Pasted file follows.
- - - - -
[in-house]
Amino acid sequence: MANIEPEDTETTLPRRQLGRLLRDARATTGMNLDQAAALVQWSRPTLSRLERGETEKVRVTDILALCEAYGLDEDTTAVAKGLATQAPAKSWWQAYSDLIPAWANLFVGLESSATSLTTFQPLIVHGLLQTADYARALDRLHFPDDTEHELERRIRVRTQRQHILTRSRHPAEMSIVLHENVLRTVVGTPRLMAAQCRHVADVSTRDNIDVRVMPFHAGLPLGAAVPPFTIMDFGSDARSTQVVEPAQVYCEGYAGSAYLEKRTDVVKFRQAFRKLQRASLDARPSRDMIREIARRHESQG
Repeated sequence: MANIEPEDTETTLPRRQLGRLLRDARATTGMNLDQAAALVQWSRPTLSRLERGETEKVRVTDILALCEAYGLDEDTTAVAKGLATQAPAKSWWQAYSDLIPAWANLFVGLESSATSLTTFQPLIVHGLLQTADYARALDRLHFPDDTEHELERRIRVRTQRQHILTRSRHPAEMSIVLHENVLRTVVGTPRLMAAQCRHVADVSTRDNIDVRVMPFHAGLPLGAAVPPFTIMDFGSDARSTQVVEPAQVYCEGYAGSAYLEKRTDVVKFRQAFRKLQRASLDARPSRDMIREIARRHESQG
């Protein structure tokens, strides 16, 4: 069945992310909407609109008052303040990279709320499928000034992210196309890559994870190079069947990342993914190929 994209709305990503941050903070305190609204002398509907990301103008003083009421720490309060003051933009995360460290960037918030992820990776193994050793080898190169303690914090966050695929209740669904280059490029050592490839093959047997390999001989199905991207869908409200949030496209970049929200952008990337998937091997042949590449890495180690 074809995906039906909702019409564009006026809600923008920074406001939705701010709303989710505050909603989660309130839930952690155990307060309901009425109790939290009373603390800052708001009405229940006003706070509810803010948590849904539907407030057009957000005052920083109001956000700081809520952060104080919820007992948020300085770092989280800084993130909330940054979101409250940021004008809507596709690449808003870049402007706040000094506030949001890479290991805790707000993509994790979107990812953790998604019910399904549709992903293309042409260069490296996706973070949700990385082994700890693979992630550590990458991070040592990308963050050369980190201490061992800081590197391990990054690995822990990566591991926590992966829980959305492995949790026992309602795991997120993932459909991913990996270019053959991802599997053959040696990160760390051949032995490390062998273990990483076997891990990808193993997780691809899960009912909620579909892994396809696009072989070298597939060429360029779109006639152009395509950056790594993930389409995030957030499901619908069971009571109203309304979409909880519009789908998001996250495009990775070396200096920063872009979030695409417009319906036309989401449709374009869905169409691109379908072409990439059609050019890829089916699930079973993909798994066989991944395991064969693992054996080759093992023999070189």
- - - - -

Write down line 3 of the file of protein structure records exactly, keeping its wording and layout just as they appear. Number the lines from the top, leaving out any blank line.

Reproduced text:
Repeated sequence: MANIEPEDTETTLPRRQLGRLLRDARATTGMNLDQAAALVQWSRPTLSRLERGETEKVRVTDILALCEAYGLDEDTTAVAKGLATQAPAKSWWQAYSDLIPAWANLFVGLESSATSLTTFQPLIVHGLLQTADYARALDRLHFPDDTEHELERRIRVRTQRQHILTRSRHPAEMSIVLHENVLRTVVGTPRLMAAQCRHVADVSTRDNIDVRVMPFHAGLPLGAAVPPFTIMDFGSDARSTQVVEPAQVYCEGYAGSAYLEKRTDVVKFRQAFRKLQRASLDARPSRDMIREIARRHESQG